Spot Trends to Stay Ahead
Trend 1: Retailers create interactive shopping experiences
One of the trends that took hold in 2016 was in-store shopping as an experience. According to our 2016 consumer survey, 67% of the core survey population said enjoying experiences is more important to them than owning things; and 61% said they will pay a premium for experiences they feel are worth it.1 This trend spans income groups and generations. As consumers go online for more and more purchases, innovative retailers are pulling shoppers into the store by transforming their stores into a fun, interactive experience. Retailers such as Williams-Sonoma and REI tapped into this trend early by creating in-store cooking experiences and rock climbing walls. Now, more retailers are catching on to this trend, with Barnes & Noble opening full-service restaurants in their stores, and Toys“R”Us creating interactive play areas for parents and kids alike.
Implications: Retailers who use their in-store space for interacting with their customers can expect a more dedicated following and larger baskets. Even online retailers are going brick-and-mortar, using the consumer’s desire for an immediate purchase and an exciting experience. When having a great experience in the store, customers stay longer, browse more and have more of an emotional connection with the brand. We expect this trend to catch on with more retailers in the coming year.
Trend 2: Augmented and virtual reality (AR & VR)
This makes the top ten list once again this year. “2017 certainly is the beginning of a world that is rapidly embracing artificial intelligence and augmented reality,” says Greg Simpson, Synchrony Financial’s Chief Technology Officer. If consumers can’t travel to a new destination, then virtual reality can provide a close substitute. A benefit of VR is that it enables customers to experience products in a way they couldn’t before. One study found that 85% of customers said they are more likely to make a purchase after watching a product video.2 And, 2017 may be the year this technology becomes attainable on a larger scale. According to a report by Mintel on 2017 trends, the next frontier of retailing across industries will be virtual. “Already some 25% of U.S. consumers say that they are interested in interactive/digital experiences available in-store, such as virtual mirrors, VR headsets and interactive displays,” said Mintel’s Manager of Trends North America, Carli Gernot.3
Implications: Virtual and augmented reality are no longer just for high-tech electronic showrooms. Brands ranging from hotels to beauty products have been exploring virtual reality to engage their customers. Brands are using virtual reality for advertising, not only for 360-degree and 3-D videos, but also for content creation with immersive storytelling and product demos. The Pokémon GO phenomenon is a good example of a virtual reality app that creates excitement and engagement. Brands such as Starbucks and Bloomingdale’s are using the app to design campaigns and interactive experiences.
Trend 3: Healthy living—the newest old trend
Think about the last time you made a New Year’s resolution. Was healthy lifestyle and exercise a part of it? If yes, you’re not alone. The truth is, consumer spending on health-related items is growing. According to the Organic Trade Association, consumer demand for organic food has grown by double digits nearly every year since the 1990s. Organic sales have increased from $3.6 billion in 1997 to $43.3 billion in 2015.4 And the number of gyms, health clubs and fitness clubs has grown over the past five years, as more people value fitness as being integral to their health. Revenue has grown at an annualized rate of 2.4% to $30.1 billion.5
As a result, sales for products related to health and fitness have grown as well. Athleisure has grown significantly as an apparel category. Last October, Morgan Stanley’s report on the athleisure trend found that “sports apparel and footwear sales have jumped 42% to $270 billion over the past seven years.”6
Implications: The growth in the health field is not just for food and fitness brands. Retailers who focus on athleisure, organic items and the outdoors can potentially tap into new areas of growth. Large department stores like JCPenney are increasing square footage devoted to active wear and focusing on it as a category for growth. The emphasis on health and fitness spans generations, and retailers may find an engaged audience by promoting and selling an active and healthy lifestyle.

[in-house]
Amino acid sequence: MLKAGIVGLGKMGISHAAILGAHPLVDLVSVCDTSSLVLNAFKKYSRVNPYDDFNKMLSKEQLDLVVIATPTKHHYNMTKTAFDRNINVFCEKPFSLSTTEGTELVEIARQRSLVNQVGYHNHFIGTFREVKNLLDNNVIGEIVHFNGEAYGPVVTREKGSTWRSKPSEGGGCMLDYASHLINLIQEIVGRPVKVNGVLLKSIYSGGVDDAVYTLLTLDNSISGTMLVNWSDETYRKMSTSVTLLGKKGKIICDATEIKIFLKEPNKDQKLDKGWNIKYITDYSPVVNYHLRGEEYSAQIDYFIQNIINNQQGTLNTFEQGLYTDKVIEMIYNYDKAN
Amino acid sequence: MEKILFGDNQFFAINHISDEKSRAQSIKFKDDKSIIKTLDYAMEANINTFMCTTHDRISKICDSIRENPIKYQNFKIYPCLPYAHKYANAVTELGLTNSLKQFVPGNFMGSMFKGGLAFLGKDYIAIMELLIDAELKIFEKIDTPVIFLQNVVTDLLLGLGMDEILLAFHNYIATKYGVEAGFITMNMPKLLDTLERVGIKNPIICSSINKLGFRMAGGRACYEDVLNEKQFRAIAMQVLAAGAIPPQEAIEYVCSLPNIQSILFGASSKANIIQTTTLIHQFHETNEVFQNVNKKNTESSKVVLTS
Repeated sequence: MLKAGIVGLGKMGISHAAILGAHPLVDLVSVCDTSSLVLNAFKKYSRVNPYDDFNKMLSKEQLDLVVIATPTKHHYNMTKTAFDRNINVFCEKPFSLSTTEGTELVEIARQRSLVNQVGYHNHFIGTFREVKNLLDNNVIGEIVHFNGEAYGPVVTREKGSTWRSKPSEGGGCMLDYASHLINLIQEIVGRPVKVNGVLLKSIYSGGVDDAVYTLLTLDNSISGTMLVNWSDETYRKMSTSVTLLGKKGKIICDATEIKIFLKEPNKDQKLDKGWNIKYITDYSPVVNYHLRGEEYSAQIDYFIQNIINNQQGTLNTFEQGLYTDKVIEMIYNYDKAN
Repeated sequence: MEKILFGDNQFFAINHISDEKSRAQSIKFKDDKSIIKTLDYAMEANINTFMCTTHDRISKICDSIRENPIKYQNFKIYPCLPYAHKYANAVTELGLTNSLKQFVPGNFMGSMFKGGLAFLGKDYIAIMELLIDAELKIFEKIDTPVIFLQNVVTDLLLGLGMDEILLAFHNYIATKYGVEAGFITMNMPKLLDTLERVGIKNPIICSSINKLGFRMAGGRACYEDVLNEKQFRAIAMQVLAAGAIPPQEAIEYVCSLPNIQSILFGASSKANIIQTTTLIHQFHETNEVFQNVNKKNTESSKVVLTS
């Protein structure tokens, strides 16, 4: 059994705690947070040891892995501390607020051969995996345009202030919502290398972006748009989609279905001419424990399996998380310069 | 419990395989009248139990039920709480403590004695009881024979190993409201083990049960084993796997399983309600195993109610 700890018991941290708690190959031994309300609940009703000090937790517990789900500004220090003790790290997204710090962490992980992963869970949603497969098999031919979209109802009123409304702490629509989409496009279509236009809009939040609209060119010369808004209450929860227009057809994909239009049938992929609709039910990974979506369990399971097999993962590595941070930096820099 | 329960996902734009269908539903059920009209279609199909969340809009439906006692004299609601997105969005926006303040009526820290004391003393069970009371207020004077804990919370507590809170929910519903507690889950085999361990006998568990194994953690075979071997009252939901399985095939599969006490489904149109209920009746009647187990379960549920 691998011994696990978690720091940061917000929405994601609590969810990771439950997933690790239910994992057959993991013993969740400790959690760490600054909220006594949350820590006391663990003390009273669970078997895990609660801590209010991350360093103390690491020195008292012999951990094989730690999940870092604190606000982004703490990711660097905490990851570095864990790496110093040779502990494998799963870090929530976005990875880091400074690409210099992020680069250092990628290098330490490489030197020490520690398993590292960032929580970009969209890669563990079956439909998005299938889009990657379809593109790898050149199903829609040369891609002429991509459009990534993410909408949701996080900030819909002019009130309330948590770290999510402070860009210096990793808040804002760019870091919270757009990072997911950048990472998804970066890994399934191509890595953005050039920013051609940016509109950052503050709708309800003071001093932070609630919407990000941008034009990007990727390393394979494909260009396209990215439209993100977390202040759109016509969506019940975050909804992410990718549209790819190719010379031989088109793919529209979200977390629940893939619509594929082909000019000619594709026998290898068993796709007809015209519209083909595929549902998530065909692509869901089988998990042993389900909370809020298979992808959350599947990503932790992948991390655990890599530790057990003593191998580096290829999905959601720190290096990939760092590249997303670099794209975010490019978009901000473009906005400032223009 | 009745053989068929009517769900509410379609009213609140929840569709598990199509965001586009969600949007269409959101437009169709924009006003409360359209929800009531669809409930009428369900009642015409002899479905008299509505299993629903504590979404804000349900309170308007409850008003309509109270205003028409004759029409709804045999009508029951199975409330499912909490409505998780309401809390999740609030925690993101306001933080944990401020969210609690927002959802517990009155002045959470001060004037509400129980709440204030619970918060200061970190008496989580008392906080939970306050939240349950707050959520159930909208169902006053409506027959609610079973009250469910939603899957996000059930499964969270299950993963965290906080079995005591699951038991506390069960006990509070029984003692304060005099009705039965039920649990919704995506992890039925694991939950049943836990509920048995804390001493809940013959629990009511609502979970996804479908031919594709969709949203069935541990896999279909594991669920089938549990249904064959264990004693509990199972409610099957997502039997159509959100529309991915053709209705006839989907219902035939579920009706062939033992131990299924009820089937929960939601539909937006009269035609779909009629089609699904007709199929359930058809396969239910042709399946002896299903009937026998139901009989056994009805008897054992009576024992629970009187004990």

Trend 4: The robot invasion
Robots have been quietly invading the retail arena, mainly in the areas of logistics and customer service. But some retailers have brought robots/artificial intelligence into the physical store as well. “Robots will have a significant impact on our lives, jobs and future occupations,” says Greg Simpson, Synchrony Financial’s Chief Technology Officer. Retailers such as Target, Best Buy and Lowe’s have tested robots in stores. Several retailers have launched robots as interactive helpful tools for shoppers. They have been used to identify products in the store, translate the store experience into other languages, grab items from the warehouse for shoppers and instantly order products. Some even take the shopper to the item in the store.
David Marcotte, a senior vice president with consulting firm Kantar Retail stated, “Americans find robots enormously entertaining. And there’s no emotional judging.” Some surveys have shown that people would rather interact with robots than with a person.7 The robot never judges you if you grab the ABBA karaoke CD.
Implications: Many large retailers have been testing robots, both in the backroom and on the selling floor. Lowe’s has been developing OSHbot, a customer service robot that speaks multiple languages and helps shoppers find items. As reported in Business Insider, Best Buy has begun using Chloe, a robot that retrieves products that customers request from a kiosk. And Target recently began a trial of Tally, a robot that travels through aisles and takes inventory.8 As the technology becomes more widely available and accessible, a robot invasion is getting more likely.
Trend 5: Brands and consumers "Socialize"
Brands and consumers talk to each other via social media. This becomes as natural as connecting with friends on Instagram and Snapchat. Brands are now on all the social media channels their customers frequent and the conversation between customers and brands are ongoing and natural. In our 2016 Digital Study, Synchrony Financial found that approximately half of the population stated they have purchased a product as a result of social media (vs. only about a third in 2015). Social influence on buying is much more significant for millennials, as 76% of them said they have been influenced by social media. According to Mintel, 2017 will be the year “people increasingly speak to brands as easily and informally as they would with their friends.”9
Implications: A comprehensive social media strategy should feature helpful content, not just a sales pitch. Social media content that makes an emotional connection to the brand is the most successful. Brands should keep the content engaging and interactive. Many retailers are using Snapchat filters and gaming to keep their customers engaged with the brand and keep them coming back.
Trend 6: Ship-to-store: a new way to increase foot traffic